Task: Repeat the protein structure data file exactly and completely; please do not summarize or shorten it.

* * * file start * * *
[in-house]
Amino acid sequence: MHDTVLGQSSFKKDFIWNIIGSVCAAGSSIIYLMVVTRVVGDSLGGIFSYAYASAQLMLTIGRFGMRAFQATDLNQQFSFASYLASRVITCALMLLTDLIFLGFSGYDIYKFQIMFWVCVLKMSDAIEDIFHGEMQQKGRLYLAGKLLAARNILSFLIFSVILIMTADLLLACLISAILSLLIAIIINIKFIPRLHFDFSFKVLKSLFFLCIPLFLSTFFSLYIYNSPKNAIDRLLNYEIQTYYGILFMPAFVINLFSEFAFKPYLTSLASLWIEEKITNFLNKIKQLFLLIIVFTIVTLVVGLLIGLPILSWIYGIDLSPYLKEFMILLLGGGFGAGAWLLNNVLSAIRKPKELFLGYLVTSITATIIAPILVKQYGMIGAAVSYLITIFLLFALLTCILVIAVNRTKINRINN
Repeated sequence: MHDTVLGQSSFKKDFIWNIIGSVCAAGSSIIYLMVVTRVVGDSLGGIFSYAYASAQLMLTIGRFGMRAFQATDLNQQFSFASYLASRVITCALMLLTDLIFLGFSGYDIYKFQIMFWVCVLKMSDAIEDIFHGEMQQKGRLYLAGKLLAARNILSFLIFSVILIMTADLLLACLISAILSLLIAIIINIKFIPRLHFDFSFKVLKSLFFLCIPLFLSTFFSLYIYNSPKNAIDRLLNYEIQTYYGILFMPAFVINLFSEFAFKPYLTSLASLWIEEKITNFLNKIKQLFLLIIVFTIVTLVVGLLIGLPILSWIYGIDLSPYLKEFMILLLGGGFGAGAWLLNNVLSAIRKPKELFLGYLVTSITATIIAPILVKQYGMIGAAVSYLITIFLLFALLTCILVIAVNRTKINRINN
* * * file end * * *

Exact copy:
[in-house]
Amino acid sequence: MHDTVLGQSSFKKDFIWNIIGSVCAAGSSIIYLMVVTRVVGDSLGGIFSYAYASAQLMLTIGRFGMRAFQATDLNQQFSFASYLASRVITCALMLLTDLIFLGFSGYDIYKFQIMFWVCVLKMSDAIEDIFHGEMQQKGRLYLAGKLLAARNILSFLIFSVILIMTADLLLACLISAILSLLIAIIINIKFIPRLHFDFSFKVLKSLFFLCIPLFLSTFFSLYIYNSPKNAIDRLLNYEIQTYYGILFMPAFVINLFSEFAFKPYLTSLASLWIEEKITNFLNKIKQLFLLIIVFTIVTLVVGLLIGLPILSWIYGIDLSPYLKEFMILLLGGGFGAGAWLLNNVLSAIRKPKELFLGYLVTSITATIIAPILVKQYGMIGAAVSYLITIFLLFALLTCILVIAVNRTKINRINN
Repeated sequence: MHDTVLGQSSFKKDFIWNIIGSVCAAGSSIIYLMVVTRVVGDSLGGIFSYAYASAQLMLTIGRFGMRAFQATDLNQQFSFASYLASRVITCALMLLTDLIFLGFSGYDIYKFQIMFWVCVLKMSDAIEDIFHGEMQQKGRLYLAGKLLAARNILSFLIFSVILIMTADLLLACLISAILSLLIAIIINIKFIPRLHFDFSFKVLKSLFFLCIPLFLSTFFSLYIYNSPKNAIDRLLNYEIQTYYGILFMPAFVINLFSEFAFKPYLTSLASLWIEEKITNFLNKIKQLFLLIIVFTIVTLVVGLLIGLPILSWIYGIDLSPYLKEFMILLLGGGFGAGAWLLNNVLSAIRKPKELFLGYLVTSITATIIAPILVKQYGMIGAAVSYLITIFLLFALLTCILVIAVNRTKINRINN